mailing list archives
RE: Common operational misconceptions
From: George Bonser <gbonser () seven com>
Date: Mon, 20 Feb 2012 23:27:31 +0000
Your trick is that your routers at the border between MTUs
7500 and 1500 (or maybe, 1400 or so) generate ICMP packet too big
packets to your servers and no intermediate entities filter them, isn't
I am saying that MTU probing works just fine, even with a link in between that has a shorter MTU and doesn't pass ICMP.
I actually have one of those.
It actively probes with packets of varying sizes and learns what the path MTU is. It does not rely on ICMP. Again, it
actively probes with varying sizes of packets until it believes it has "converged". There are two modes with linux.
1: where it only probes if there is a problem and 2: where it probes all the time.
The initial value for search_high SHOULD be the largest possible
packet that might be supported by the flow. This may be limited by
the local interface MTU, by an explicit protocol mechanism such as
the TCP MSS option, or by an intrinsic limit such as the size of a
protocol length field. In addition, the initial value for
search_high MAY be limited by a configuration option to prevent
probing above some maximum size. Search_high is likely to be the
same as the initial Path MTU as computed by the classical Path MTU
It is RECOMMENDED that search_low be initially set to an MTU size
that is likely to work over a very wide range of environments. Given
today's technologies, a value of 1024 bytes is probably safe enough.
The initial value for search_low SHOULD be configurable.
The probe may have a size anywhere in the "probe size range"
described above. However, a number of factors affect the selection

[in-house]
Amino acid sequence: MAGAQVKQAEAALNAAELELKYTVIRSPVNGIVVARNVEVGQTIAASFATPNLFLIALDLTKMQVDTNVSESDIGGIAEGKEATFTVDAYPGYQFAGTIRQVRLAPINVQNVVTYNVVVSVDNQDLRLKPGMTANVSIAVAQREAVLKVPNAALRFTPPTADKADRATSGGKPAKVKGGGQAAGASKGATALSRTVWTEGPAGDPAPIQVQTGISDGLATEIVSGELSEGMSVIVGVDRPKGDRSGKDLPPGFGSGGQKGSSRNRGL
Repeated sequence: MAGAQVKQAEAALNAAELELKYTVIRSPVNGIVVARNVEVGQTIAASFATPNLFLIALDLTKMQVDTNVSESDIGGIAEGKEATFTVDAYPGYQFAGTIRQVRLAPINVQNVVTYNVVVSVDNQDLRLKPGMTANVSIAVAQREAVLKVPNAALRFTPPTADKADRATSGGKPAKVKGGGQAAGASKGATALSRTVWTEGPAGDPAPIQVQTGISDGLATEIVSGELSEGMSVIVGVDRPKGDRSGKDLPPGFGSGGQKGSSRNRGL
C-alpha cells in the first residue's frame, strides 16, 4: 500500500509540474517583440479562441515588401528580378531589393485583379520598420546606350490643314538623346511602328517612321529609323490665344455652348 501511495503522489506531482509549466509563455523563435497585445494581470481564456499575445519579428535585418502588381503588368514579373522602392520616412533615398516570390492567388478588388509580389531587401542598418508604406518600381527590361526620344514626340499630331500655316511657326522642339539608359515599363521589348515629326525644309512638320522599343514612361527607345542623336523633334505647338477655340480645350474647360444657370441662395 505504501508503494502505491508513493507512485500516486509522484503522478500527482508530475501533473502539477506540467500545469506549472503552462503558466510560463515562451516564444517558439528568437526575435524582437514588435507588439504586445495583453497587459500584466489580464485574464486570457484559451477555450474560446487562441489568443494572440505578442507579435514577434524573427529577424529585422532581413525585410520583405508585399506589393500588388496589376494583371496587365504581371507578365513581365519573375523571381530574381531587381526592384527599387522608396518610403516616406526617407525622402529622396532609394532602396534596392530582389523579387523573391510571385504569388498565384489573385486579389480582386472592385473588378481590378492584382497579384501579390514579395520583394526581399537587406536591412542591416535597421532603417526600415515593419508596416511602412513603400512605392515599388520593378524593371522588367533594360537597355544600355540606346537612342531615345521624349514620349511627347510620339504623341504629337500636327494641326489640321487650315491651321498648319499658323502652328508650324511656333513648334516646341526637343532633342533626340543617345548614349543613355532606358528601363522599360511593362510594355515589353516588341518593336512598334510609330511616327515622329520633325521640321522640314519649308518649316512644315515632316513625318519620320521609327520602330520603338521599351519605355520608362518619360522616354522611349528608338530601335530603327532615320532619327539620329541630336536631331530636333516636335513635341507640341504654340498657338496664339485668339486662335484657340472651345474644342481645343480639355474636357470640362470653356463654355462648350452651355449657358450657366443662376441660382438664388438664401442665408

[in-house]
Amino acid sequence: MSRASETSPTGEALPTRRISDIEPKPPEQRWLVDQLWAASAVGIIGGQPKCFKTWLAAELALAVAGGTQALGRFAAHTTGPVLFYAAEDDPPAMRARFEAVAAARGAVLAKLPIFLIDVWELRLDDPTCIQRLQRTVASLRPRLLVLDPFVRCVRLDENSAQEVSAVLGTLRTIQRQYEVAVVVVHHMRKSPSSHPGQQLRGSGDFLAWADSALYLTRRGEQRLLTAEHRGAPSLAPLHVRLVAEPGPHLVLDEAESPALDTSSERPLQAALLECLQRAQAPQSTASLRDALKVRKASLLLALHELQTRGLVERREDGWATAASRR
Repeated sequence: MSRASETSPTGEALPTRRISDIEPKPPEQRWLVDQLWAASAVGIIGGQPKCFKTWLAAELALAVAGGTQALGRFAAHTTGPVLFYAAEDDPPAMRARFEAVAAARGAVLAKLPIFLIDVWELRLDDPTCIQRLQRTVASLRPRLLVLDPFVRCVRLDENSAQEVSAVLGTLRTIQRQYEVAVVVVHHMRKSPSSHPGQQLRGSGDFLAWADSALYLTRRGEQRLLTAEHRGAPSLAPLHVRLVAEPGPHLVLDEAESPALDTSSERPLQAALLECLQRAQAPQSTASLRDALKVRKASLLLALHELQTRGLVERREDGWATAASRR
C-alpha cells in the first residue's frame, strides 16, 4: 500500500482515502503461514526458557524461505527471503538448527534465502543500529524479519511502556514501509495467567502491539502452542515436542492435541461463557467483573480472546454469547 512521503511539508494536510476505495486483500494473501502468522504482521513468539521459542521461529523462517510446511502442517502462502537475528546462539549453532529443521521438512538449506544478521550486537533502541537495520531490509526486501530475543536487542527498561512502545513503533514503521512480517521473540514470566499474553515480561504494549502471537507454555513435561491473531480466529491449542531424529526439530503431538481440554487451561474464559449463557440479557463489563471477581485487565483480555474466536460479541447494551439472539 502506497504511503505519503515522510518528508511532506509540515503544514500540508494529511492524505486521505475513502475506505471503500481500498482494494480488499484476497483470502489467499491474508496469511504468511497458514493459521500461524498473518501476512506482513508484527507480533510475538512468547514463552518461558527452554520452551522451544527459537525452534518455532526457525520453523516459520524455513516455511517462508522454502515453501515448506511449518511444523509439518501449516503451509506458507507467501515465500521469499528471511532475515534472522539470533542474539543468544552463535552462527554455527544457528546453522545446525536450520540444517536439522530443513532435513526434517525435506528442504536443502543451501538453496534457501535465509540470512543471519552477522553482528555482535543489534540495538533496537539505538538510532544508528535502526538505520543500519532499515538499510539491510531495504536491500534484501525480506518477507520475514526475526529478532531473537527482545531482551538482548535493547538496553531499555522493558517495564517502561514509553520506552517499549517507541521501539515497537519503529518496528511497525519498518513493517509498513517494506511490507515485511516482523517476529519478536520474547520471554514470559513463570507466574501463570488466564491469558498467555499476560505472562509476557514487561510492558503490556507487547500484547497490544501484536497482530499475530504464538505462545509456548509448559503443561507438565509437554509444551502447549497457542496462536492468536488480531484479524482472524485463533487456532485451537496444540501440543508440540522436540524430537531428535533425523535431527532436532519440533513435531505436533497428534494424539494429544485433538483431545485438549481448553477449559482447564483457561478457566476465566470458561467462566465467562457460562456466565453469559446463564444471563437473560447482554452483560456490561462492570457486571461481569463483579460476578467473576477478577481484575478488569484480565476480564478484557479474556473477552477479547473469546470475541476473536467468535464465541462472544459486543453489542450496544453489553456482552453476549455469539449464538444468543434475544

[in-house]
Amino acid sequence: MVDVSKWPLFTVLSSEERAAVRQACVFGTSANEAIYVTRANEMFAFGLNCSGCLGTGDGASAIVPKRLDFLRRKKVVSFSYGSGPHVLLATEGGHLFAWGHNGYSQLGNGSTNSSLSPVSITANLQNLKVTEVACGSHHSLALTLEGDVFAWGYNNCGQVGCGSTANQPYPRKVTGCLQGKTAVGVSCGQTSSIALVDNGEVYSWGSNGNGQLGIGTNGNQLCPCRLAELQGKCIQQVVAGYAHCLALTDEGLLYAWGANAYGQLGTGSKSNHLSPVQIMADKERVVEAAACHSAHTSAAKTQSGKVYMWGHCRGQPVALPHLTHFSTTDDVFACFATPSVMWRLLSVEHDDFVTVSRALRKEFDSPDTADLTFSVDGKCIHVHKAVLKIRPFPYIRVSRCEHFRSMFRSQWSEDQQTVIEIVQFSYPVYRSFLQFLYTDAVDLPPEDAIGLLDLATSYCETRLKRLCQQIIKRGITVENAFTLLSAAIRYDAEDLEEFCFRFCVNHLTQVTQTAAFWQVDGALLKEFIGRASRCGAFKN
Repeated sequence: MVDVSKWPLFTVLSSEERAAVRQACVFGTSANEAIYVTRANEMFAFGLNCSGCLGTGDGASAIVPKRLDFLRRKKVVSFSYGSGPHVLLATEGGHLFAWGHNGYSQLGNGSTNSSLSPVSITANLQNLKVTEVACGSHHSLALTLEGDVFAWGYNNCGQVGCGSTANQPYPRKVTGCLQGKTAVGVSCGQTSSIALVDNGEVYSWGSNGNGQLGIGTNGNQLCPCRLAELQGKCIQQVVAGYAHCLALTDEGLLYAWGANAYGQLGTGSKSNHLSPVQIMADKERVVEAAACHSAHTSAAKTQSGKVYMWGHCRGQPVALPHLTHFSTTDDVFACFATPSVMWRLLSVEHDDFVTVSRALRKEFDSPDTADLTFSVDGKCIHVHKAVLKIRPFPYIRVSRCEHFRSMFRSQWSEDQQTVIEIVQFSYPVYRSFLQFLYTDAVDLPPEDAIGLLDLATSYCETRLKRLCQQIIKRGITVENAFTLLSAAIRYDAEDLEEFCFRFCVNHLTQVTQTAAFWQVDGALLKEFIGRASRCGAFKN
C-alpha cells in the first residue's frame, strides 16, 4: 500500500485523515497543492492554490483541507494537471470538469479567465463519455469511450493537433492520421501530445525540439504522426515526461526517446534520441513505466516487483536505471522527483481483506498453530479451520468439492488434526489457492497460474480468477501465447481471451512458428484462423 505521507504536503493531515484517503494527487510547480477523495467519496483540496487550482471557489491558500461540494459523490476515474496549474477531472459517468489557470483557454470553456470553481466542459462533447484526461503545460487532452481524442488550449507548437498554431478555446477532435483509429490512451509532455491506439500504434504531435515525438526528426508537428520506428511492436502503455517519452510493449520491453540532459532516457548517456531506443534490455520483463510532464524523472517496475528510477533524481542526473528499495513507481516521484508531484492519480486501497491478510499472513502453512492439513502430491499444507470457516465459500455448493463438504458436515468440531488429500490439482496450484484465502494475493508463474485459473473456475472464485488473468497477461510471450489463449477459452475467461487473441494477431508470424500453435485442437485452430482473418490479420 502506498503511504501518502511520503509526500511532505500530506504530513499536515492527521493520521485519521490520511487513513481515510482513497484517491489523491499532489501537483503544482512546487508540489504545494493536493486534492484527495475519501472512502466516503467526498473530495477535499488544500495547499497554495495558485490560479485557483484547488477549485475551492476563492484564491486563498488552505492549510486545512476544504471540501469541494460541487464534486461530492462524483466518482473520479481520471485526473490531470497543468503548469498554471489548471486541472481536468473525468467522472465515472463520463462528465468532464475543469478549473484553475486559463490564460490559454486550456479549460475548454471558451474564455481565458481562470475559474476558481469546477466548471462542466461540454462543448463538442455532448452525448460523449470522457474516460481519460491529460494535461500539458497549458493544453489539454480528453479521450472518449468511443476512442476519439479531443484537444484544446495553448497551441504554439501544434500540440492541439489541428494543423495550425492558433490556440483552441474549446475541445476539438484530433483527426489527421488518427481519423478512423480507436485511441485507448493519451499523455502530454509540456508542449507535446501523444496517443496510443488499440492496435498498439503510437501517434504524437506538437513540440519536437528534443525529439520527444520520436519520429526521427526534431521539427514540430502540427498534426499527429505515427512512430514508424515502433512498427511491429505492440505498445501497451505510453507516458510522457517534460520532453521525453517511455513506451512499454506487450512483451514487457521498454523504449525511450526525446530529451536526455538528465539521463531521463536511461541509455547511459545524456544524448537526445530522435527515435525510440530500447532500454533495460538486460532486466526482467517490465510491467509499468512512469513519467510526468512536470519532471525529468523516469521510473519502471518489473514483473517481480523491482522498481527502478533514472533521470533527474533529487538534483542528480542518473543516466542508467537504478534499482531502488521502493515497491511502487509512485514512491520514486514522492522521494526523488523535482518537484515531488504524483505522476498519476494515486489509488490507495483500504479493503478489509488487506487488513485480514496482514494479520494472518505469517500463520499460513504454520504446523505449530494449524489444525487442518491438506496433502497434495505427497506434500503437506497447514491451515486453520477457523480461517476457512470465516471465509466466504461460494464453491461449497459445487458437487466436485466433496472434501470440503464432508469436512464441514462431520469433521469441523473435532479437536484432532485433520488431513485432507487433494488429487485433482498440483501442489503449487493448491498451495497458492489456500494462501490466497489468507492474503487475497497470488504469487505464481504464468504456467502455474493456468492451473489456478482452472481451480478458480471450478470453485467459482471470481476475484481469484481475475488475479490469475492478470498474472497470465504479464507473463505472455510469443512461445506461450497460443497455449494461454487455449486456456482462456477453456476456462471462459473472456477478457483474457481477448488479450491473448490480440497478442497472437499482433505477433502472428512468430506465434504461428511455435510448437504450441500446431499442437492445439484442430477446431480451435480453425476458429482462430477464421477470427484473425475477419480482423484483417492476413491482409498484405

of an appropriate size. A simple strategy might be to do a binary
search halving the probe size range with each probe. However, for
some protocols, such as TCP, failed probes are more expensive than
successful ones, since data in a failed probe will need to be
retransmitted. For such protocols, a strategy that raises the probe
size in smaller increments might have lower overhead. For many
protocols, both at and above the Packetization Layer, the benefit of
increasing MTU sizes may follow a step function such that it is not
advantageous to probe within certain regions at all.
As an optimization, it may be appropriate to probe at certain common
or expected MTU sizes, for example, 1500 bytes for standard Ethernet,
or 1500 bytes minus header sizes for tunnel protocols.
Some protocols may use other mechanisms to choose the probe sizes.
For example, protocols that have certain natural data block sizes
might simply assemble messages from a number of blocks until the
total size is smaller than search_high, and if possible larger than
Each Packetization Layer MUST determine when probing has converged,
that is, when the probe size range is small enough that further
probing is no longer worth its cost. When probing has converged, a
timer SHOULD be set. When the timer expires, search_high should be
reset to its initial value (described above) so that probing can
resume. Thus, if the path changes, increasing the Path MTU, then the
flow will eventually take advantage of it. The value for this timer
MUST NOT be less than 5 minutes and is recommended to be 10 minutes,
per RFC 1981.
The timer for Linux is 5 minute by default but you can change it.